Once a valid complaint about an overgrown property has been received, Council will use the following process:
Under the provision of the NSW Public Health Act 2010 and NSW Public Health Regulation 2012 all premises which perform a skin penetration procedure are regulated and required to register with Council.
A skin penetration procedure (whether medical or not) includes:
Council conducts annual inspections of all hairdressers, beauty salons, nail salons and skin penetration premises to ensure they are meeting their legislated requirements.
This inspection will involve the assessment of:
Council uses a standardised checklist during routine inspections.
Council charges the proprietor of the business an inspection fee in accordance with its fees and charges.
Tattoo Parlours (NSW Fair Trading)
Tattooing and other body art - hygiene standards (NSW Health)
Eyeball Tattooing (NSW Health)
Beauty Treatment - hygiene standards (NSW Health)
Body Piercing - hygiene requirements (NSW Health)
Cleaning and Disinfection of Foot Spas (NSW Health)
Colonic Lavage (or colonic irrigation) - hygiene standards (NSW Health)
Hairdressing and Barbers - Hygiene Standards (NSW Health)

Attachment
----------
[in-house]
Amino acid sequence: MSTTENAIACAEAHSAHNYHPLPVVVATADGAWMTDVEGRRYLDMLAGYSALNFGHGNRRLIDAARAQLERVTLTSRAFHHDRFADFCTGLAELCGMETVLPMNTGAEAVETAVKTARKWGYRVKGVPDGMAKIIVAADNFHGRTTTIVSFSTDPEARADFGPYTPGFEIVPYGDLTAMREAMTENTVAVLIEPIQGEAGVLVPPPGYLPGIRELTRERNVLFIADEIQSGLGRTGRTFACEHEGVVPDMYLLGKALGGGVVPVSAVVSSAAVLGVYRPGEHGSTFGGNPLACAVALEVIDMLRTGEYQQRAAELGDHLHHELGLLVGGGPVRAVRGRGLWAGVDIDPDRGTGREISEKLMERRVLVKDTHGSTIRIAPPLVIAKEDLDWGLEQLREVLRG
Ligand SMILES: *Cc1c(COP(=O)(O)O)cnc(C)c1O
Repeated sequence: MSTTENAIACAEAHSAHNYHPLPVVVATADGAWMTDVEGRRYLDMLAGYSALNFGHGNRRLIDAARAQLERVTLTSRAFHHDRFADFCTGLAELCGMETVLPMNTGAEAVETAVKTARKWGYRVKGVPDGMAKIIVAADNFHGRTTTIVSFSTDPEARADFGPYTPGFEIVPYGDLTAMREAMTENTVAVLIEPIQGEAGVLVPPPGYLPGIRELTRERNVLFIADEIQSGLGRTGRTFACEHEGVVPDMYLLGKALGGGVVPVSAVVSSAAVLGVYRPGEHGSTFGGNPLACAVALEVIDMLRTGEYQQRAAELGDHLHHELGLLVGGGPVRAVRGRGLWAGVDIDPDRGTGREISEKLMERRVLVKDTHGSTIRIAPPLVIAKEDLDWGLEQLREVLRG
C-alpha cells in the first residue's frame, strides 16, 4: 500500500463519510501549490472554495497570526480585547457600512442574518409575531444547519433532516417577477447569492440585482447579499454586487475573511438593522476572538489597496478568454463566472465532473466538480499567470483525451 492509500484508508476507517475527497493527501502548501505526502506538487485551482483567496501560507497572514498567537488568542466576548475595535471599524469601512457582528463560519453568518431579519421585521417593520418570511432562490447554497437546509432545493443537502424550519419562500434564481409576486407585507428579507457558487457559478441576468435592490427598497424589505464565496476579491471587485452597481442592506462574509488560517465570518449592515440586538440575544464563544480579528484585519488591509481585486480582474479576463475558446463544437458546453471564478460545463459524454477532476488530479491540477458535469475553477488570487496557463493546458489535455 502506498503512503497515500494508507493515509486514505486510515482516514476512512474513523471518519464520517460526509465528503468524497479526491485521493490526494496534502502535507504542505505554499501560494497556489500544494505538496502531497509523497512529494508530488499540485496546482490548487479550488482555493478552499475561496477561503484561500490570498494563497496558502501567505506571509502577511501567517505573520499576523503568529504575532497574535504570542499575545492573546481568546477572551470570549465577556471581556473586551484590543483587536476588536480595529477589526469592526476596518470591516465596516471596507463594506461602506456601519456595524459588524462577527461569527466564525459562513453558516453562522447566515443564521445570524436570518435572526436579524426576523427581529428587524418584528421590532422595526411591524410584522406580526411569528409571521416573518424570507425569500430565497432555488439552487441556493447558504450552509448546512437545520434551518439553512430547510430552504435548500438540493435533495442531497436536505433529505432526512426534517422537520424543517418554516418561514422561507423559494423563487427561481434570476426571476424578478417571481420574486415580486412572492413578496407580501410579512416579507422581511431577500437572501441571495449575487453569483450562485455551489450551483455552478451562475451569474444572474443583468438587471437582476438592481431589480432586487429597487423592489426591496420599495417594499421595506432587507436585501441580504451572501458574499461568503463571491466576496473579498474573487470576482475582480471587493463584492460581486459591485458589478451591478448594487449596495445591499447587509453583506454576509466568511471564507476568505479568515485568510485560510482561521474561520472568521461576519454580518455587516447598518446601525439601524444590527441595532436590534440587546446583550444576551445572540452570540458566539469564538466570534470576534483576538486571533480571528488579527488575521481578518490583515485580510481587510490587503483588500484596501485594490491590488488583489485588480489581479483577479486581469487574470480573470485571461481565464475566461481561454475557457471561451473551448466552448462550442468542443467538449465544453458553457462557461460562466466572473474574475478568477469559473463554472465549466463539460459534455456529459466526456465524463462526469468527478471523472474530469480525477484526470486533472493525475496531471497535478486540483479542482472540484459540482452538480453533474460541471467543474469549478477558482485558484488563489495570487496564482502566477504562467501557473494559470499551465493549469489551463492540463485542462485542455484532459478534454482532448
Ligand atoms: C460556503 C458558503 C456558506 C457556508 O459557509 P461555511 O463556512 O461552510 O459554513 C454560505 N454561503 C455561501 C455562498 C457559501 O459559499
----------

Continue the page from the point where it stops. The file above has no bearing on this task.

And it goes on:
How to sterilise your instruments and comply with the Public Health Regulation 2012 (NSW Health)
Nail Treatment (manicures and pedicures) - hygiene standards (NSW Health)
Waxing - hygiene standards (NSW Health)
Your approval has come through, however this is often just the first steps. Outlined within your determination notice will be requirements for how to carry out your development. It is important to understand that you may have further approvals to obtain before starting work and that any work is carried out in accordance with the conditions set out in your determination notice. If your proposal includes building or construction work, you'll need to obtain a Construction Certificate.
If you need to make changes to an approved DA you will need to lodge an application under Section 96 of the Environmental Planning and Assessment Act.
There are different section 96 applications, depending on the nature and complexity of the changes being sought, however the application to 'modify a consent' (S96) is used for them all. There is an application fee payable at the time of lodgement.
The flushing process consists of cleaning the interior of the water mains by sending a rapid flow of water through the main. This is known as scouring. By flushing the water under higher release pressure through the mains, the build-up of sediment will be dislodged. Some slight discolouration of the water supply may occur after mains flushing in the immediate area, but this will quickly disperse after running a tap for a short period of time.